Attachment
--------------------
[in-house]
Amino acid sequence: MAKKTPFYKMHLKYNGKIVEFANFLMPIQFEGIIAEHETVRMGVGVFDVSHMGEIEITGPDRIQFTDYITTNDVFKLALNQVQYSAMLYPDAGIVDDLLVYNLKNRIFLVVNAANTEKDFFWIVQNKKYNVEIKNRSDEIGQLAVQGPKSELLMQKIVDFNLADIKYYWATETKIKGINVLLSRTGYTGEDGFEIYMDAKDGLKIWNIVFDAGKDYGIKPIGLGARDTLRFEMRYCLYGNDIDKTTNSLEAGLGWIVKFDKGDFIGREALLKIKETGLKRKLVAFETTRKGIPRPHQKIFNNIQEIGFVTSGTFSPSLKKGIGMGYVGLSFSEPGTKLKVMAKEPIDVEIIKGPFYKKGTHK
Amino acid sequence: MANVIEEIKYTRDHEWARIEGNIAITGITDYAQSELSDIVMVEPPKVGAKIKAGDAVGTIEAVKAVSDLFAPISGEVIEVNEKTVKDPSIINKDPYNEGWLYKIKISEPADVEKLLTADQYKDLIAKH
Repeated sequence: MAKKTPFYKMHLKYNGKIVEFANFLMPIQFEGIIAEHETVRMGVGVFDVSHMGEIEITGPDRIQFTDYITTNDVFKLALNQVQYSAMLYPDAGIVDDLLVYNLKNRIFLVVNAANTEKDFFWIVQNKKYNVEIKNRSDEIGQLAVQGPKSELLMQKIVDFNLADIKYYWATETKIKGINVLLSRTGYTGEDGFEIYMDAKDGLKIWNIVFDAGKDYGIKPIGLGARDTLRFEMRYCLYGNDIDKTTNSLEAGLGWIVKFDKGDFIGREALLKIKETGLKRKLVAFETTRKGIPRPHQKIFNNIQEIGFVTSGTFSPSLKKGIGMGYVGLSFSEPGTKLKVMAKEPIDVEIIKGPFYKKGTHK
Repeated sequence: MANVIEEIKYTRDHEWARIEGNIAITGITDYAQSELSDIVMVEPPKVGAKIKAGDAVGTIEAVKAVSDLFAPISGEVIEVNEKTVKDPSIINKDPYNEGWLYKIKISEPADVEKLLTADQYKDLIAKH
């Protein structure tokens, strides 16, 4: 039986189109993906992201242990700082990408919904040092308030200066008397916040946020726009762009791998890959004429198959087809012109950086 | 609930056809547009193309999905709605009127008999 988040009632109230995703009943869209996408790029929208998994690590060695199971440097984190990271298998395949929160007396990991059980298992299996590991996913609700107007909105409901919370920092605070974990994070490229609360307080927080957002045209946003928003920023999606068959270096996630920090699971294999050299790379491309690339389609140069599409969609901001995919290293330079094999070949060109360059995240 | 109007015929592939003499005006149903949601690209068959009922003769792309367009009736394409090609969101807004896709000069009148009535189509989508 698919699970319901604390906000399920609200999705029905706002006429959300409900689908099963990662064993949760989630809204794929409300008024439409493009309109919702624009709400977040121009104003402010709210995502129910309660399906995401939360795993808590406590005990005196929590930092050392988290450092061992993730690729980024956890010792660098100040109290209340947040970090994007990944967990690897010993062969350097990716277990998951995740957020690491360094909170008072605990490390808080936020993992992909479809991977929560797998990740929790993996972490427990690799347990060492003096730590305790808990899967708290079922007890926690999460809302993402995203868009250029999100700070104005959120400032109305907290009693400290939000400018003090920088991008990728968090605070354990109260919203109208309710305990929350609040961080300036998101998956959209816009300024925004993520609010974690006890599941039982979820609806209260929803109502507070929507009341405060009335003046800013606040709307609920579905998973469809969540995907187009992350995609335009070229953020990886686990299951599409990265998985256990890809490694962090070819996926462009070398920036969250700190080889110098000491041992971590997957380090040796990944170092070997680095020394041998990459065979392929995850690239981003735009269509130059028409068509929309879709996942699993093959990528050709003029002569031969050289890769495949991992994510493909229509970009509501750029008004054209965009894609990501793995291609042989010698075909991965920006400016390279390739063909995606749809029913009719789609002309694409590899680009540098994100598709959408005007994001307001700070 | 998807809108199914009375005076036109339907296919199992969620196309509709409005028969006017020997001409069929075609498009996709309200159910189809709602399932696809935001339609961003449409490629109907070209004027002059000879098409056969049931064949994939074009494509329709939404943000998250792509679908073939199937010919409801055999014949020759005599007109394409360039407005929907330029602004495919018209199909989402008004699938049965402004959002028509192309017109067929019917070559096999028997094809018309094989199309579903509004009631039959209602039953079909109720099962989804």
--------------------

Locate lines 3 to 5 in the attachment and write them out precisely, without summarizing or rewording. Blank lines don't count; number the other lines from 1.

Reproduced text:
Amino acid sequence: MANVIEEIKYTRDHEWARIEGNIAITGITDYAQSELSDIVMVEPPKVGAKIKAGDAVGTIEAVKAVSDLFAPISGEVIEVNEKTVKDPSIINKDPYNEGWLYKIKISEPADVEKLLTADQYKDLIAKH
Repeated sequence: MAKKTPFYKMHLKYNGKIVEFANFLMPIQFEGIIAEHETVRMGVGVFDVSHMGEIEITGPDRIQFTDYITTNDVFKLALNQVQYSAMLYPDAGIVDDLLVYNLKNRIFLVVNAANTEKDFFWIVQNKKYNVEIKNRSDEIGQLAVQGPKSELLMQKIVDFNLADIKYYWATETKIKGINVLLSRTGYTGEDGFEIYMDAKDGLKIWNIVFDAGKDYGIKPIGLGARDTLRFEMRYCLYGNDIDKTTNSLEAGLGWIVKFDKGDFIGREALLKIKETGLKRKLVAFETTRKGIPRPHQKIFNNIQEIGFVTSGTFSPSLKKGIGMGYVGLSFSEPGTKLKVMAKEPIDVEIIKGPFYKKGTHK
Repeated sequence: MANVIEEIKYTRDHEWARIEGNIAITGITDYAQSELSDIVMVEPPKVGAKIKAGDAVGTIEAVKAVSDLFAPISGEVIEVNEKTVKDPSIINKDPYNEGWLYKIKISEPADVEKLLTADQYKDLIAKH